I’ve been trying this combination out, and thought I’d share some initial experiences with setup and workflow. Live does not handle multi-channel MIDI, and Plugin B promoted Blue Cat as a solution.
I first tried Omnisphere, which is multitimbral, and therefore only needed one VST instance for all 5 Instacomposer channels. This routinely crashed Live, so I abandoned it and reverted to monotimbral synths pro tem. (I’ll explore the Live crashes later)
It was fairly straightforward to set it up (see Plugin Boutique’s Josh Casper video on this), but it rapidly became evident that all is not as expected (at least not by me).
I’d assumed that it would provide a mechanism to split the 5 channel MIDI input from Instacomposer and route it as MIDI to 5 VSTs loaded in Live tracks. Not so, it seems. Although Blue Cat sits as a VST3 in Live, Instacomposer and the target synths are loaded by Blue Cat in the same way as Nanohost / Cantabile. The audio is routed directly to the master audio out by default, unless the VST has multiple audio outs.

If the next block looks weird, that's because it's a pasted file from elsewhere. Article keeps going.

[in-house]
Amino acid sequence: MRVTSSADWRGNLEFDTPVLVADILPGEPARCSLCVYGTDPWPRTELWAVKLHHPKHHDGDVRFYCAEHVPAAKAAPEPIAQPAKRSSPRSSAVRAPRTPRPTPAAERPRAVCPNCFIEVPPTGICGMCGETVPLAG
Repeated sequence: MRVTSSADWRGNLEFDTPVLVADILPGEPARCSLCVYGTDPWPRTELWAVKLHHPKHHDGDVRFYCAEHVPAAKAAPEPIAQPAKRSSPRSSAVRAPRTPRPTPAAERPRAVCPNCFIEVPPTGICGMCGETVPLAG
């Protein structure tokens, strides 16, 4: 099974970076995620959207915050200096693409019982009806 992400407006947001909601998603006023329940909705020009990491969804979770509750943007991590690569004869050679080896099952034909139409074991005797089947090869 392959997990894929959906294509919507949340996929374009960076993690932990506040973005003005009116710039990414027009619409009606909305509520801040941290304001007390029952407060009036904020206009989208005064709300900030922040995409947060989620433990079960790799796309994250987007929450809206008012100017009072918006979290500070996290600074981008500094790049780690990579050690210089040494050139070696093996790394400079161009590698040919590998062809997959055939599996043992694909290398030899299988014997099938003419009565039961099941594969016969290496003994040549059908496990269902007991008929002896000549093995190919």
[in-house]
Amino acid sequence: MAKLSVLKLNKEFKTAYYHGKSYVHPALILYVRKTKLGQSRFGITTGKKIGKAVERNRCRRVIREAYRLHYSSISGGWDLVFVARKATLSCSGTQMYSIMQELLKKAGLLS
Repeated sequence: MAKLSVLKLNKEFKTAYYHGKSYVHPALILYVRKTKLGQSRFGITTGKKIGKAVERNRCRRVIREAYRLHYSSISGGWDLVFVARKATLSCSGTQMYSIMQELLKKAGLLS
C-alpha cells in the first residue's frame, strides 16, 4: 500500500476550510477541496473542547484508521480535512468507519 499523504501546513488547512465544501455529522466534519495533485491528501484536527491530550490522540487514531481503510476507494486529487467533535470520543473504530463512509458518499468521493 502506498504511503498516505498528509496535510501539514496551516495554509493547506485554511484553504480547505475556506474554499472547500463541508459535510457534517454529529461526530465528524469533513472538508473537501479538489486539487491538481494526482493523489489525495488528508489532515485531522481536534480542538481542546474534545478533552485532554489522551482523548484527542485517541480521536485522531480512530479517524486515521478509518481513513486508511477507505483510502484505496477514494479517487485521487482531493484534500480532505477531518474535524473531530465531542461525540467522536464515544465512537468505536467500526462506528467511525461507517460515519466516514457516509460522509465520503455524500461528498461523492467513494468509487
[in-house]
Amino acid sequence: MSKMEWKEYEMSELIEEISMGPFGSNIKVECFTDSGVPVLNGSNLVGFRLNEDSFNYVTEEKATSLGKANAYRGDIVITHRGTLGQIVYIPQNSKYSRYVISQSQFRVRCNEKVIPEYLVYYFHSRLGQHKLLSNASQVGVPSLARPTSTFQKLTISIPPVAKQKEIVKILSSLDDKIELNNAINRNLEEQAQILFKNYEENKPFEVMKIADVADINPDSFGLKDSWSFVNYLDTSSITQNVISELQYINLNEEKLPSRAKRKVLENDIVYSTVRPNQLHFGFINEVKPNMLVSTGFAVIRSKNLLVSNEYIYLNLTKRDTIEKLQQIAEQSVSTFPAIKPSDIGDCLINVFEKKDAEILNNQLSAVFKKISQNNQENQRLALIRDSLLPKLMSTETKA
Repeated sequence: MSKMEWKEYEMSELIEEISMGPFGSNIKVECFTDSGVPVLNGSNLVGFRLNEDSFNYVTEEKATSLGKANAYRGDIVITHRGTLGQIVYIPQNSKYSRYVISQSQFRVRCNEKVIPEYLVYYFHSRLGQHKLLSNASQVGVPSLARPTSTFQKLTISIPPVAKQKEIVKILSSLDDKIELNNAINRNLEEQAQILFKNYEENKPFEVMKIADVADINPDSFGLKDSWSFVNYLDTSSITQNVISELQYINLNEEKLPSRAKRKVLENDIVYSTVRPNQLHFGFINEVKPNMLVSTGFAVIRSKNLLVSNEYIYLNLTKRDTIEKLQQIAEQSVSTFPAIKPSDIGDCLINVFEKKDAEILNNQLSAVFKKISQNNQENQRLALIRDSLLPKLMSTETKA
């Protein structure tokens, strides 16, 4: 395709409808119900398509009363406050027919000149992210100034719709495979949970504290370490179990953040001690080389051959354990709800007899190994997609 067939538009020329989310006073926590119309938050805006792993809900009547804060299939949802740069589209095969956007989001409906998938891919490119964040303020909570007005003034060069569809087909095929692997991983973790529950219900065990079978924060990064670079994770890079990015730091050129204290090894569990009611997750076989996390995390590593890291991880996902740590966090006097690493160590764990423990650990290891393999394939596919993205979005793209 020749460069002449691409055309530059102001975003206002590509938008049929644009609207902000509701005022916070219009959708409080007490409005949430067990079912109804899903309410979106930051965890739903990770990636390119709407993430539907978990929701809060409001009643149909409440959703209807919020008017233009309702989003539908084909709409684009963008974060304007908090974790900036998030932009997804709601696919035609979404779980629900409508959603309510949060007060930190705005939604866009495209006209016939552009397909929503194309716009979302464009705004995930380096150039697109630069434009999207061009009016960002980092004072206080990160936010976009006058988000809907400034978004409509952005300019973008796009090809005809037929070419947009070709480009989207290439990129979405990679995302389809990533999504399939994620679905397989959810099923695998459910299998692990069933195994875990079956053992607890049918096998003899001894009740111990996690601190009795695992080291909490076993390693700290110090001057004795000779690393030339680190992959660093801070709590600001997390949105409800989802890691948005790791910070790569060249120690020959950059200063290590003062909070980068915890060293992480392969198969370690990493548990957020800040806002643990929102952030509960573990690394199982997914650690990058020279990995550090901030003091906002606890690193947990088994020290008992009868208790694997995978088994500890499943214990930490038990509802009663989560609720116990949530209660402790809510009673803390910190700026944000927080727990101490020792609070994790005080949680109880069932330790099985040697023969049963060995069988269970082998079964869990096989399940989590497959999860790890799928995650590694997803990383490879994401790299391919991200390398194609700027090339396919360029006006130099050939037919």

Therein lies a snag. There is no way to apply effects or other signal processing to the individual channels, within a Live track. Blue Cat does have it’s own effect section, but that’s not what I bought it for. For me, as a primary tool, it’s thus useless, as you only get the mix, not channel audio, as far as I can tell so far.
An alternate workflow is to explore various auto-composed pieces, and then port the MIDI as individual tracks to Live and then work as normal. Drag and drop is supported and it only takes a few seconds. Unlike scaler, there is no way to sync the source of your work to something in Live.
What I can’t report on yet is what the end product sounds like yet, and whether the multi-timbral synth issue is with Omnisphere or Instacomposer. However, as I routinely use Omnisphere in multi-timbral mode without problem, I suspect Instacomposer at this time.